I grew up in Champion, Ohio, seven miles away from where I live now, and we didn’t have any turkeys. I majored in wildlife management at Hocking Tech, which was four hours from my home.
When I was in college, we learned everything we could about wildlife management in two years. One of our assignments was to go out into the woods every morning and count the number of turkeys we heard gobbling. The first morning I went out and heard my first wild turkey gobble; I was hooked. I told my partner that I wanted to hunt those birds. We were so busy with our classes, I didn’t get to hunt those turkeys.
Later in the fall, I went on a deer hunt and was sitting in a tree stand while my uncle was trying to drive a deer to me. Apparently he flushed a flock of turkeys, because I saw these big, black creatures coming toward me running, and I thought to myself, “Oh gosh, those are wild turkeys!” Then the turkeys began to fly over my head. I was totally amazed at how big those birds were and the awesome sight they made. Next I started looking up YouTube videos about turkeys, learning the wild turkey’s vocabulary and buying calls to mimic them. I thought that the wild turkey was the coolest thing I’d ever seen in the woods. I wanted to hunt and call turkeys.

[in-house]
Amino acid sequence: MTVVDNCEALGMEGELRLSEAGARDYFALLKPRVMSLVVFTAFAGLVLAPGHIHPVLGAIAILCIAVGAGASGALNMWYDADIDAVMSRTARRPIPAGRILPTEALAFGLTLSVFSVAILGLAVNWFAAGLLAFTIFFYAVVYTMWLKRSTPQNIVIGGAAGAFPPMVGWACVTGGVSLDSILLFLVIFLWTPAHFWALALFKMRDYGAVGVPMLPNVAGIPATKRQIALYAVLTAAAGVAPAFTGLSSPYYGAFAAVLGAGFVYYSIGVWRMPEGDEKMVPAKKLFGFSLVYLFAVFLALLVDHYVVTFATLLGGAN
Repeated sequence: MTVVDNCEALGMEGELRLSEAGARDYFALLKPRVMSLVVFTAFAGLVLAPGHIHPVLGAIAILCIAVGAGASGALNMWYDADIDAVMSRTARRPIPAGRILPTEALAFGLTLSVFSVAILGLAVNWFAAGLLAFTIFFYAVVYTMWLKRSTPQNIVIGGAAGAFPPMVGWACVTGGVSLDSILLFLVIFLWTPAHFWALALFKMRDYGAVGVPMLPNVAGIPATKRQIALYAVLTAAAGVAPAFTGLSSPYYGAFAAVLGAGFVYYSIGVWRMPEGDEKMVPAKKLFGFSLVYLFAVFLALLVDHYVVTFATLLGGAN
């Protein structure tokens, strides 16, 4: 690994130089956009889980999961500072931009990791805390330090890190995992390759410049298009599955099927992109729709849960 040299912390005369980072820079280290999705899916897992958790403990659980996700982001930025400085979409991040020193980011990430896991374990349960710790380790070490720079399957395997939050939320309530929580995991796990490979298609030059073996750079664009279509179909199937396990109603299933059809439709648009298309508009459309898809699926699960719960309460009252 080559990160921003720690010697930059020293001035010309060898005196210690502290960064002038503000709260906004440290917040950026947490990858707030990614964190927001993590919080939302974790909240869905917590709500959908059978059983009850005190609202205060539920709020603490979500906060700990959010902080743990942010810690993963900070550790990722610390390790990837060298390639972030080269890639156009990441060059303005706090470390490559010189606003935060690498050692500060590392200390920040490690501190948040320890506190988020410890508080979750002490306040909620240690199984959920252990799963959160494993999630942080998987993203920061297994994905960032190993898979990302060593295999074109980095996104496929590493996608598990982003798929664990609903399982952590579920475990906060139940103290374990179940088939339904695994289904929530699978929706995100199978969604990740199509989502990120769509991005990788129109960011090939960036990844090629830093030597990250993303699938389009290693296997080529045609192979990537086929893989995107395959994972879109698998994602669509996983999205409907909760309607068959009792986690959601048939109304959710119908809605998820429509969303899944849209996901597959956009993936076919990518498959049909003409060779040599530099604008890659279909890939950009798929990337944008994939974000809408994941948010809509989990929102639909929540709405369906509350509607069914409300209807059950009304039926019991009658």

I’m able to hunt most afternoons, since I get off at 2 p.m. Last year we were laid off for several weeks during turkey season, so I was able to hunt every single day. This year I was laid off for four weeks and could hunt every single day. I also get five weeks of vacation, so when I say I hunt 100 days a year, not all of those are full days. However, when I hunt after work, I still can put in four hours of turkey hunting.
From the first time I ever heard a wild turkey gobble and saw wild turkeys in the woods, I’ve been totally fascinated with the bird and the possibility of hunting them. I guess I’ll have to be classified as a 100-percent turkey addict.
Tomorrow: The Traveling Turkey Hunter